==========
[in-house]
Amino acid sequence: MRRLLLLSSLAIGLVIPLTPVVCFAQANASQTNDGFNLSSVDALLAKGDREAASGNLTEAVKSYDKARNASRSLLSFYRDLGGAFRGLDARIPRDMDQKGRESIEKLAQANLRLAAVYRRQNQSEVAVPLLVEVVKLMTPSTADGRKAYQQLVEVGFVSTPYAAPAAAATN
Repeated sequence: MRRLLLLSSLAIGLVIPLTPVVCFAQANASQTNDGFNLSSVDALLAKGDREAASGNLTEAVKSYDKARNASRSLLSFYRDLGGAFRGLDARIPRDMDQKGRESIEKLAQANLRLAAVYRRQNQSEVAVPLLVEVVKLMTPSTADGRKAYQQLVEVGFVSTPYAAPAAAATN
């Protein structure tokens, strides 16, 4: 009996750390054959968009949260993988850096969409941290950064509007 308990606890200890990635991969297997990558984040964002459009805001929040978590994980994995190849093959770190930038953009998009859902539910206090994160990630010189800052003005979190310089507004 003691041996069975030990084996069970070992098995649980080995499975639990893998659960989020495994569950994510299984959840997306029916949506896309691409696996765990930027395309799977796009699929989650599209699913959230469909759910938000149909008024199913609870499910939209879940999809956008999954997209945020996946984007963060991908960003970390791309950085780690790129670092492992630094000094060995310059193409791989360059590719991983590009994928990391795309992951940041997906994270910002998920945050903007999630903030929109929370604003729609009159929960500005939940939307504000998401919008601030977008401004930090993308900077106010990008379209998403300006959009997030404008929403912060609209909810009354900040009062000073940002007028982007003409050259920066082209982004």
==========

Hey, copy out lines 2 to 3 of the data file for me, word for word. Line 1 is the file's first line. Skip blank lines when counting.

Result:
Amino acid sequence: MRRLLLLSSLAIGLVIPLTPVVCFAQANASQTNDGFNLSSVDALLAKGDREAASGNLTEAVKSYDKARNASRSLLSFYRDLGGAFRGLDARIPRDMDQKGRESIEKLAQANLRLAAVYRRQNQSEVAVPLLVEVVKLMTPSTADGRKAYQQLVEVGFVSTPYAAPAAAATN
Repeated sequence: MRRLLLLSSLAIGLVIPLTPVVCFAQANASQTNDGFNLSSVDALLAKGDREAASGNLTEAVKSYDKARNASRSLLSFYRDLGGAFRGLDARIPRDMDQKGRESIEKLAQANLRLAAVYRRQNQSEVAVPLLVEVVKLMTPSTADGRKAYQQLVEVGFVSTPYAAPAAAATN